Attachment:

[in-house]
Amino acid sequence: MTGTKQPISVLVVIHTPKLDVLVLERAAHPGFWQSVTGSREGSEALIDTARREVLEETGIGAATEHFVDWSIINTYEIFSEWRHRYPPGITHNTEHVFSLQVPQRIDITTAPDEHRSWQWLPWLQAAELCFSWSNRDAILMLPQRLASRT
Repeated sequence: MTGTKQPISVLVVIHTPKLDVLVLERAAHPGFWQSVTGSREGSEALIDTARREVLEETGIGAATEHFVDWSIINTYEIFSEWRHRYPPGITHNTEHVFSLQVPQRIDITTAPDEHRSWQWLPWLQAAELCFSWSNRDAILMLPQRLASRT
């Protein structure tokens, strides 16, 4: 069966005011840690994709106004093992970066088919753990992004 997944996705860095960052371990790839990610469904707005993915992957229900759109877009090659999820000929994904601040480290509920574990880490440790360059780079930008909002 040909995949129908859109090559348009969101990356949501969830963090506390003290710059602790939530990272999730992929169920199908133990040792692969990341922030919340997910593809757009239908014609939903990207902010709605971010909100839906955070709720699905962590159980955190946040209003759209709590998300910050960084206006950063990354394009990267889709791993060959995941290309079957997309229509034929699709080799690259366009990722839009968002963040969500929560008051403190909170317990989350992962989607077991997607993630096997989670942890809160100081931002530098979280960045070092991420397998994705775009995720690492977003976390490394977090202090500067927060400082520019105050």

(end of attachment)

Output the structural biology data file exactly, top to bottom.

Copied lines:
[in-house]
Amino acid sequence: MTGTKQPISVLVVIHTPKLDVLVLERAAHPGFWQSVTGSREGSEALIDTARREVLEETGIGAATEHFVDWSIINTYEIFSEWRHRYPPGITHNTEHVFSLQVPQRIDITTAPDEHRSWQWLPWLQAAELCFSWSNRDAILMLPQRLASRT
Repeated sequence: MTGTKQPISVLVVIHTPKLDVLVLERAAHPGFWQSVTGSREGSEALIDTARREVLEETGIGAATEHFVDWSIINTYEIFSEWRHRYPPGITHNTEHVFSLQVPQRIDITTAPDEHRSWQWLPWLQAAELCFSWSNRDAILMLPQRLASRT
């Protein structure tokens, strides 16, 4: 069966005011840690994709106004093992970066088919753990992004 997944996705860095960052371990790839990610469904707005993915992957229900759109877009090659999820000929994904601040480290509920574990880490440790360059780079930008909002 040909995949129908859109090559348009969101990356949501969830963090506390003290710059602790939530990272999730992929169920199908133990040792692969990341922030919340997910593809757009239908014609939903990207902010709605971010909100839906955070709720699905962590159980955190946040209003759209709590998300910050960084206006950063990354394009990267889709791993060959995941290309079957997309229509034929699709080799690259366009990722839009968002963040969500929560008051403190909170317990989350992962989607077991997607993630096997989670942890809160100081931002530098979280960045070092991420397998994705775009995720690492977003976390490394977090202090500067927060400082520019105050």